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The relationship between serum folate, vitamin B12, and homocysteine levels in major depressive disorder and the timing of improvement with fluoxetine

George I. Papakostas, Timothy Petersen, Barry D. Lebowitz, David Mischoulon, Julie L. Ryan, Andrew A. Nierenberg, Teodoro Bottiglieri, Jonathan E. Alpert, Jerrold F. Rosenbaum, Maurizio Fava
DOI: http://dx.doi.org/10.1017/S1461145705005195 523-528 First published online: 1 December 2005

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The objective of the present study was to examine the relationship between serum folate, vitamin B12, and homocysteine levels and the timing of clinical improvement to fluoxetine in major depressive disorder (MDD) patients. A total of 110 outpatients with MDD who responded to an 8-wk trial of fluoxetine had serum folate, B12, and homocysteine measurements at baseline (prior to fluoxetine initiation). Onset of clinical improvement was defined as a 30% decrease in Hamilton Depression Scale scores that led to a 50% decrease by week 8. Patients with low folate levels (≤2.5 ng/ml) were more likely to experience a later onset of clinical improvement than eufolatemic patients (p=0.0028). B12 and homocysteine level status did not predict time to clinical improvement (p>0.05). In conclusion, low serum folate levels were found to be associated with a delayed onset of clinical improvement during treatment with fluoxetine in MDD by, on average, 1.5 wk.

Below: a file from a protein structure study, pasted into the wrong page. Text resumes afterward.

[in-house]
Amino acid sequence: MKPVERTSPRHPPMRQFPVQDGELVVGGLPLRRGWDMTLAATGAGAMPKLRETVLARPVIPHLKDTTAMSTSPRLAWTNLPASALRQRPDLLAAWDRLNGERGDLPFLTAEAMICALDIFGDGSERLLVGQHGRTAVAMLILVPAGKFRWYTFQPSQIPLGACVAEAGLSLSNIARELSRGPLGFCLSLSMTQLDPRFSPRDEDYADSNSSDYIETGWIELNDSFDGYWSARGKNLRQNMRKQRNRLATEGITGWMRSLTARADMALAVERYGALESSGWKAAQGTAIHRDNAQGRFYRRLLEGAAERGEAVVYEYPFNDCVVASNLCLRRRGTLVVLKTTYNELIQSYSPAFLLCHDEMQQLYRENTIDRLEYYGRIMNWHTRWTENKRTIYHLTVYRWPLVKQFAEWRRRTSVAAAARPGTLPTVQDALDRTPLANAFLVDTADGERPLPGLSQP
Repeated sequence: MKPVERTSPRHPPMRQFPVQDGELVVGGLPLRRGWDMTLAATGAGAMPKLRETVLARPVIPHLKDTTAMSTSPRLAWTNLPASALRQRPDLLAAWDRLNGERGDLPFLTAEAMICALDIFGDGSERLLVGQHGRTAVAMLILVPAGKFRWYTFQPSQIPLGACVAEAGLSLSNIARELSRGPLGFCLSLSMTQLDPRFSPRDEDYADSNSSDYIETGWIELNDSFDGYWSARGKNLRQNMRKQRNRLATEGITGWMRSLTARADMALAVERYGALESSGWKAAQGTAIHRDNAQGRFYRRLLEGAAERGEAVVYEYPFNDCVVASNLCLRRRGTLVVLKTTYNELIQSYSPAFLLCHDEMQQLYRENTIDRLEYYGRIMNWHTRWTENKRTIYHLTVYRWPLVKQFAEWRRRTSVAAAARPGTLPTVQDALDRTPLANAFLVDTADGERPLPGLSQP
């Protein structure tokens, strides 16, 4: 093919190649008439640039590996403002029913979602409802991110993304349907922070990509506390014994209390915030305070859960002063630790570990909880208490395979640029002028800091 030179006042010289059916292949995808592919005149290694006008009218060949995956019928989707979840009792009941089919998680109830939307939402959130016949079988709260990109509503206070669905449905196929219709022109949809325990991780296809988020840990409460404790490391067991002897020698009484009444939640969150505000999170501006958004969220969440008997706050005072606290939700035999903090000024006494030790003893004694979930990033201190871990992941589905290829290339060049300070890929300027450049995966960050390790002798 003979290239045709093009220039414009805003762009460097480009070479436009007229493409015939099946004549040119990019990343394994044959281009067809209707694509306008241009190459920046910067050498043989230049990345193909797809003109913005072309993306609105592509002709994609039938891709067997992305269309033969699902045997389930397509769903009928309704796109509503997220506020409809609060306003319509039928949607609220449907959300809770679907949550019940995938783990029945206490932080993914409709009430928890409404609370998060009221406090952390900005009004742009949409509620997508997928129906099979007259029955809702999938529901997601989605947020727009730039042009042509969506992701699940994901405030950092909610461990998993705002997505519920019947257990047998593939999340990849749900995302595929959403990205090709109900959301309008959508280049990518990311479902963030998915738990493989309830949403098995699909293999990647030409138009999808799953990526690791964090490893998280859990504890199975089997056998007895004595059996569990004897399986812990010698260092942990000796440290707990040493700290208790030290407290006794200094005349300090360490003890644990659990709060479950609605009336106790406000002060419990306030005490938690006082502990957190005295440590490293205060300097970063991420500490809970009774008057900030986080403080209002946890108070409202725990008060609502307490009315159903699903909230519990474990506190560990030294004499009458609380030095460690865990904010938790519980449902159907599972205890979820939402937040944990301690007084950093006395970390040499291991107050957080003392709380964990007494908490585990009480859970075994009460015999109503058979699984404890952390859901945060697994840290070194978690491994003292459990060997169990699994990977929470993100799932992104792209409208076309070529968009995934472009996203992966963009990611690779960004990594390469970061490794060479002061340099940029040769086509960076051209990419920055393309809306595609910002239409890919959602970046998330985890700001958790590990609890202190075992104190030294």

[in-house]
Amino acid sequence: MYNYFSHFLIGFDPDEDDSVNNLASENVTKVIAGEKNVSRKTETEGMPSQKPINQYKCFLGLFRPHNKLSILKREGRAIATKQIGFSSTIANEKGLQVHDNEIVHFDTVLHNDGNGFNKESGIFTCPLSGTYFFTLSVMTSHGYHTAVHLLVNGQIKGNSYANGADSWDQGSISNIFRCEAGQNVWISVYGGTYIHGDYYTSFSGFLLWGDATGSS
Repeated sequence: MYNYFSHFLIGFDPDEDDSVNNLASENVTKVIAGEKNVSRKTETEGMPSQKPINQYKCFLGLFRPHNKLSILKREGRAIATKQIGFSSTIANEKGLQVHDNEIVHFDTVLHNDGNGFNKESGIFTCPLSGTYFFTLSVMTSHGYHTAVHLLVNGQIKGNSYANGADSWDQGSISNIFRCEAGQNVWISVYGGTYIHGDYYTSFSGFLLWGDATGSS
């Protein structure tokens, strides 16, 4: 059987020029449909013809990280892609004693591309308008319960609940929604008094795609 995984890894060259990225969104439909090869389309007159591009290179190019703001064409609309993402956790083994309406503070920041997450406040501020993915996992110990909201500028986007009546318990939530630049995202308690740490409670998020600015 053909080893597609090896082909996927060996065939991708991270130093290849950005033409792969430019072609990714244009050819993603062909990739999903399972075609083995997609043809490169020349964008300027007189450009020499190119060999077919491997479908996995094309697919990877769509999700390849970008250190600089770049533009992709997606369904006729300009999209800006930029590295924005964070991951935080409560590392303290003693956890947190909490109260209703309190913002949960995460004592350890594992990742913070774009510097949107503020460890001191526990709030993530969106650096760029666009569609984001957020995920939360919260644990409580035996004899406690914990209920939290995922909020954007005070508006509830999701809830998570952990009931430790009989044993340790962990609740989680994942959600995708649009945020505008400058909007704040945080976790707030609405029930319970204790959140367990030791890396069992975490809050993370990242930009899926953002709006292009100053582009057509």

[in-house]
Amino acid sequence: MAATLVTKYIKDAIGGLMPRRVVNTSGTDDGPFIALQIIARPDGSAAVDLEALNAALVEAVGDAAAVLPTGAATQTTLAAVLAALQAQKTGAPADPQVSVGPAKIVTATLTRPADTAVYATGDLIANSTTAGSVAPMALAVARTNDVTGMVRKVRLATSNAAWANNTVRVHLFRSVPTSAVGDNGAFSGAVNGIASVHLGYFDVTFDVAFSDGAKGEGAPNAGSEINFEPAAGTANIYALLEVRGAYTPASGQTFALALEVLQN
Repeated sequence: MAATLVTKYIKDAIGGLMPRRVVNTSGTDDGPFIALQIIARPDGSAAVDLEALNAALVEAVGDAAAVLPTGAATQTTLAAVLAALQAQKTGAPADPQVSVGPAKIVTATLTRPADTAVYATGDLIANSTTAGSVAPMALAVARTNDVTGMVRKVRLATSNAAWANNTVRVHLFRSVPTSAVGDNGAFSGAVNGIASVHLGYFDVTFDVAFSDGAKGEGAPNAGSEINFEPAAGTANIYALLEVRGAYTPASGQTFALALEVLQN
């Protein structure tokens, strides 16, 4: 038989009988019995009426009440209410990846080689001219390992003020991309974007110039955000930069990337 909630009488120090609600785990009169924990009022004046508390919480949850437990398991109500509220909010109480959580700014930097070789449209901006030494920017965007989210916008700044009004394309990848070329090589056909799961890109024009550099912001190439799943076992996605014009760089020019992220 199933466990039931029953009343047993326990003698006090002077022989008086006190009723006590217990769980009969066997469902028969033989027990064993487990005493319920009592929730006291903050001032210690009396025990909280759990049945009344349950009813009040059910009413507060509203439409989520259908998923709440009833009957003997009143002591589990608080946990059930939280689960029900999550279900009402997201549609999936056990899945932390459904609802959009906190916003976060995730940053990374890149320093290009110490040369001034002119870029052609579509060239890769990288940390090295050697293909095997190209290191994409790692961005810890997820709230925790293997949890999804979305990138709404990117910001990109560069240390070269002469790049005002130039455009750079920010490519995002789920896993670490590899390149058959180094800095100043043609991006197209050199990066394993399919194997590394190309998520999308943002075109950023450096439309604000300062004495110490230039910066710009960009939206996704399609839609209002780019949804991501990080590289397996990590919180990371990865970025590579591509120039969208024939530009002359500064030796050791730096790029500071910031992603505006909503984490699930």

Key words
  • Fluoxetine
  • folate
  • homocysteine
  • onset
  • response
  • vitamin B12